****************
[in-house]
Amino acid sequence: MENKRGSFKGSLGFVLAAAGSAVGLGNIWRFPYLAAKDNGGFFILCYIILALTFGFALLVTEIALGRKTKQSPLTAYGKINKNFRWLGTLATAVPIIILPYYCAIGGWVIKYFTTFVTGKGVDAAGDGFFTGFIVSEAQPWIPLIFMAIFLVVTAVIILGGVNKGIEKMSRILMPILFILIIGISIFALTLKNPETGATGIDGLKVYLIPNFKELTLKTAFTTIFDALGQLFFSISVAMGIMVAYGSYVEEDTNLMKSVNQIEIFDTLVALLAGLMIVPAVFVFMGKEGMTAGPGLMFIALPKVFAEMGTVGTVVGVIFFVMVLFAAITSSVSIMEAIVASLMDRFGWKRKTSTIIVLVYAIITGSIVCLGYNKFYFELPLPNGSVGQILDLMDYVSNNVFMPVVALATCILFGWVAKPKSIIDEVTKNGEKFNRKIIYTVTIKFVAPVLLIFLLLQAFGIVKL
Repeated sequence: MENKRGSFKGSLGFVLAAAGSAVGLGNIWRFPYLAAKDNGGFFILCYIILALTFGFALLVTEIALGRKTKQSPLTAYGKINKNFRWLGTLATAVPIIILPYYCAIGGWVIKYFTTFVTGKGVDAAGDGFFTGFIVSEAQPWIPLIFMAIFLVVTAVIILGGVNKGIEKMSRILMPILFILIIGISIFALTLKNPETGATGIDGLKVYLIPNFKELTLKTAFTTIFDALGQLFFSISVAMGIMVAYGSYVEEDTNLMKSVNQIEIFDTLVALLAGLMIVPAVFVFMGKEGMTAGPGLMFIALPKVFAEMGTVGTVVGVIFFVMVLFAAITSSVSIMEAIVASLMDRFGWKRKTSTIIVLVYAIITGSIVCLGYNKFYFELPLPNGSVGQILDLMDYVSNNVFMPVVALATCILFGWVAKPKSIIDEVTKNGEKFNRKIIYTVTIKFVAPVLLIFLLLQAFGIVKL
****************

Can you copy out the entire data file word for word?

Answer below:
[in-house]
Amino acid sequence: MENKRGSFKGSLGFVLAAAGSAVGLGNIWRFPYLAAKDNGGFFILCYIILALTFGFALLVTEIALGRKTKQSPLTAYGKINKNFRWLGTLATAVPIIILPYYCAIGGWVIKYFTTFVTGKGVDAAGDGFFTGFIVSEAQPWIPLIFMAIFLVVTAVIILGGVNKGIEKMSRILMPILFILIIGISIFALTLKNPETGATGIDGLKVYLIPNFKELTLKTAFTTIFDALGQLFFSISVAMGIMVAYGSYVEEDTNLMKSVNQIEIFDTLVALLAGLMIVPAVFVFMGKEGMTAGPGLMFIALPKVFAEMGTVGTVVGVIFFVMVLFAAITSSVSIMEAIVASLMDRFGWKRKTSTIIVLVYAIITGSIVCLGYNKFYFELPLPNGSVGQILDLMDYVSNNVFMPVVALATCILFGWVAKPKSIIDEVTKNGEKFNRKIIYTVTIKFVAPVLLIFLLLQAFGIVKL
Repeated sequence: MENKRGSFKGSLGFVLAAAGSAVGLGNIWRFPYLAAKDNGGFFILCYIILALTFGFALLVTEIALGRKTKQSPLTAYGKINKNFRWLGTLATAVPIIILPYYCAIGGWVIKYFTTFVTGKGVDAAGDGFFTGFIVSEAQPWIPLIFMAIFLVVTAVIILGGVNKGIEKMSRILMPILFILIIGISIFALTLKNPETGATGIDGLKVYLIPNFKELTLKTAFTTIFDALGQLFFSISVAMGIMVAYGSYVEEDTNLMKSVNQIEIFDTLVALLAGLMIVPAVFVFMGKEGMTAGPGLMFIALPKVFAEMGTVGTVVGVIFFVMVLFAAITSSVSIMEAIVASLMDRFGWKRKTSTIIVLVYAIITGSIVCLGYNKFYFELPLPNGSVGQILDLMDYVSNNVFMPVVALATCILFGWVAKPKSIIDEVTKNGEKFNRKIIYTVTIKFVAPVLLIFLLLQAFGIVKL